Theatrical Trailer-The Inbetweeners Movie
|Year Of Production||2010|
|RSDL / Flipper||RSDL (58:08)||Cast & Crew|
|Start Up||Ads Then Menu|
|Region Coding||4||Directed By||James Gunn|
Roadshow Home Entertainment
|Pan & Scan/Full Frame||None||
English Dolby Digital 5.1 (448Kb/s)
English Dolby Digital 2.0 (256Kb/s)
English Descriptive Audio Dolby Digital 2.0 (192Kb/s)
|Widescreen Aspect Ratio||1.85:1|
|Video Format||576i (PAL)|
|Original Aspect Ratio||1.85:1||Miscellaneous|
|Subtitles||English for the Hearing Impaired||Smoking||No|
|Annoying Product Placement||No|
|Action In or After Credits||Yes, Credits are four minutes into film.|
It is so refreshing and encouraging to find a film that is actually different - and good. Such a film is Super, from the creative energy of writer / director James Gunn, who was responsible for the scary and imaginative Slither. Super is a difficult film to categorise, as it at first seems like a comedy, and its star, whose name may escape us, has a face we associate with comedy such as the U.S. version of The Office. After this film there will be no doubt as to who Rainn Wilson is.
Frank D'Arbo (Rainn Wilson) is a sad faced fry cook who has had "two perfect moments in (his) life". Number one was his marriage to Sarah (Liv Tyler) and number two was his assisting the police in catching a transgressor. These two moments offset a life otherwise filled with "pain, humiliation and rejection". Sarah has become involved with a drug dealer, Jacques, "Jock" to Frank, (Kevin Bacon), and dependent upon his stock in trade. Sarah leaves Frank for her new lover, leaving Frank to weep and wail to the heavens. Alone, and watching Christian TV, Frank is inspired by hefty superhero The Holy Avenger (Nathan Fillion), and sets out to find himself a suitable persona for his superhero transformation. Researching this project in a comic book store, Frank arouses the interest of kinky shop assistant Libbie (Ellen Page). His name chosen, Frank sews himself a costume , finds a weapon - a plumber's wrench - a name : The Crimson Bolt, and sits in alleys waiting for crime to come his way. Frank soon discovers that a hefty wrench, swung with force at a human head, reduces flesh, muscle and bone to a pulpy mess. (This film has an "R" rating for violence, and it does contain some of the most realistic bashings I have ever seen on screen.) Frank swings away and soon the police are seeking this wrench wielding vigilante. Libby discovers Frank's secret identity and persuades him that he needs a sidekick - a female "Robin". The forceful young woman soon becomes Boltie, costumed for action and unleashing her own maniacally violent streak. The police are after the new urban crusaders, while the crusaders set their sights on Jacques and his cronies in order to liberate a "kidnapped" Sarah. The crusaders deliver gory violence to their opponents, and the police and Jacque's men all carry guns that shoot real bullets. Violence has consequences so where will all of this end for the hapless Frank?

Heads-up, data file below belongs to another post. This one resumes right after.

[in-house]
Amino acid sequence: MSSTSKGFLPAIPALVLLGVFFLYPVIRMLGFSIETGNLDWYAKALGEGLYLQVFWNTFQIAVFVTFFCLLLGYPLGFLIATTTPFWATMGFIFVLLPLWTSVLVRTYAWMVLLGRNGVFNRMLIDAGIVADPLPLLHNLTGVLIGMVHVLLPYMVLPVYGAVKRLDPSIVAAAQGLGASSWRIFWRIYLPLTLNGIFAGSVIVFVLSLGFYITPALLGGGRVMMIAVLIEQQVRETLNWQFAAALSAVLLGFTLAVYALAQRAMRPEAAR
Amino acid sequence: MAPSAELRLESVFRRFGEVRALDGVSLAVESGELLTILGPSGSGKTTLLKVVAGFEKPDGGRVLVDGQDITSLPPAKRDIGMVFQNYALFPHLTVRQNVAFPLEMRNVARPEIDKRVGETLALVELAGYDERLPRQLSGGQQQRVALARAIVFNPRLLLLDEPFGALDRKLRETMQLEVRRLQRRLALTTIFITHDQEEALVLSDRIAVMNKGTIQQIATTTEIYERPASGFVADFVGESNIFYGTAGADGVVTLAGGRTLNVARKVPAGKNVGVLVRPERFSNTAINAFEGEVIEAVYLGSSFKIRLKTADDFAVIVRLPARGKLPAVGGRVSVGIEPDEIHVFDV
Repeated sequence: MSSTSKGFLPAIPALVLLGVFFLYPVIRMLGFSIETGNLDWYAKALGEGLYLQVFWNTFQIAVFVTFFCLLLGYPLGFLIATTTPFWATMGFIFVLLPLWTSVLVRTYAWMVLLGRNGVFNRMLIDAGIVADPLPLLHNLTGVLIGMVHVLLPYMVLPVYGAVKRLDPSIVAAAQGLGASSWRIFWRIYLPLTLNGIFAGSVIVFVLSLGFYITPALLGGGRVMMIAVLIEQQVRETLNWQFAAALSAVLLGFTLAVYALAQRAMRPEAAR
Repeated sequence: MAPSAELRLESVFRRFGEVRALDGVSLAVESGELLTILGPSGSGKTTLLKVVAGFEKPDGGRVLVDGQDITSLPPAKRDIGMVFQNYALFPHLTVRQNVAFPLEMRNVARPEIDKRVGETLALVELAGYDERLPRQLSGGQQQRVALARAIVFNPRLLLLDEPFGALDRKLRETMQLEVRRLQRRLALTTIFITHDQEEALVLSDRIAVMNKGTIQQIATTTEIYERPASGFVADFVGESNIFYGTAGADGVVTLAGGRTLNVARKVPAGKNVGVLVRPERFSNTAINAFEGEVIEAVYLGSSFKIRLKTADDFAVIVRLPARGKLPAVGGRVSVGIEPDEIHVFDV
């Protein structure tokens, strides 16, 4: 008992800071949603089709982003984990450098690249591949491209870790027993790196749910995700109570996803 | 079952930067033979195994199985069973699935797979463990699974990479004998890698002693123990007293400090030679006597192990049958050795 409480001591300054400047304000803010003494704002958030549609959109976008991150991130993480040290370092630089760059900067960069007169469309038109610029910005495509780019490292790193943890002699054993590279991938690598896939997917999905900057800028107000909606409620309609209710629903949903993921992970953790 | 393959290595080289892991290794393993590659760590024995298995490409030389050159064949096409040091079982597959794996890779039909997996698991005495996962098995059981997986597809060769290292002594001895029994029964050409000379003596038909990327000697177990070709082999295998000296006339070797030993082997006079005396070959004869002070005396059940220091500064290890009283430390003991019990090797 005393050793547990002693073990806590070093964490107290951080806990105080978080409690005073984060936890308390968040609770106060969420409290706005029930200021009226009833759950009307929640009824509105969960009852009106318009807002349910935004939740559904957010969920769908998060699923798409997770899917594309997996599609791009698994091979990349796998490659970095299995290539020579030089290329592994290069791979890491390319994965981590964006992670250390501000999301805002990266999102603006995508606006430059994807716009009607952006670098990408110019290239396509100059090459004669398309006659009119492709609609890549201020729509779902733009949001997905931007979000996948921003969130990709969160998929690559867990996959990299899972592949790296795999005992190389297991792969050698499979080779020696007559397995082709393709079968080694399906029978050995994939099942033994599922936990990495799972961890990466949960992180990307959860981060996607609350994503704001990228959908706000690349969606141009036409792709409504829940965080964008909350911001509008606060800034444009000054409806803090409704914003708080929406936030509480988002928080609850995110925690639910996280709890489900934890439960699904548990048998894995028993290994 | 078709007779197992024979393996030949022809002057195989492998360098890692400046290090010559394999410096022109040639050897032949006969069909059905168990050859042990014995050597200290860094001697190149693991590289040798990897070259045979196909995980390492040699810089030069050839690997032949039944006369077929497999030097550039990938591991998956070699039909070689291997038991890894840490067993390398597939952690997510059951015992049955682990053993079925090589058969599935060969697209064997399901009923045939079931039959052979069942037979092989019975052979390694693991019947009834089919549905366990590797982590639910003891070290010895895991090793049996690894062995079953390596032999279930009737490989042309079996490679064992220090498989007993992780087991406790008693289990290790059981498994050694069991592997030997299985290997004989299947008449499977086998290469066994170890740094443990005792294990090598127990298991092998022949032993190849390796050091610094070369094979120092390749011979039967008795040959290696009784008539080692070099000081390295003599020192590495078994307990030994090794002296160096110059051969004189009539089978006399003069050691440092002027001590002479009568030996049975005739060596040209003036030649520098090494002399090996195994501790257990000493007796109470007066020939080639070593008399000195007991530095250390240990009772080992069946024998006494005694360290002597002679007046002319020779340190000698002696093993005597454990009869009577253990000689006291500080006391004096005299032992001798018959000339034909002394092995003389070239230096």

Gunn's script is terse, witty and dramatic all at once. There are some memorable lines - that's a rarity - with "what happens between the panels" one that will stick forever. Director Gunn combines the elements of comedy and violence with a completely sure hand. Everything is sadly funny until Frank bashes someone over the head with his wrench. That was certainly not funny, and we are suddenly aware that this film is much more than a comedy. It begins with the classically opposed elements of comedy and tragedy, but then carries them into another realm, with the consequences of an ordinarily "comic" act become violent and ugly. The comic book balloons, such as "POW" and "SPLAT", are most effective because they are used sparingly.
Performances are excellent from an astonishing cast for such a low budget feature. Rainn Wilson is movingly honest and soul bearing from beginning to end. The range of his emotions is truly on a Shakespearean scale. Ellen Page (Juno) is touching, and extremely funny, as well as stunningly lovely. Kevin Bacon, who can be excellent in drama (Mystic River) or comedy (Beauty Shop), is at his best in his bravura comedic turn. Liv Tyler (The Strangers) is also in top form, both in acting and appearance, with her heavy "druggy" eye make-up making her more beautiful than usual. As well we have one of Hollywood's most consistently busy actors, Gregg Henry (TV's Hung), as a compassionate detective, Michael Rooker (TV's The Walking Dead) and Sean Gunn (the director's brother) as a couple of Jacques' thugs, Andre Royo (TV's The Wire) as a line cook, Linda Cardellini (Brokeback Mountain) as a pet shop saleswoman, William Katt (The Greatest American Hero) as "Sgt Fitzgibbon", and finally the talented, handsome and hysterical Nathan Fillion (TV's Firefly and the new Castle ) as The Holy Avenger.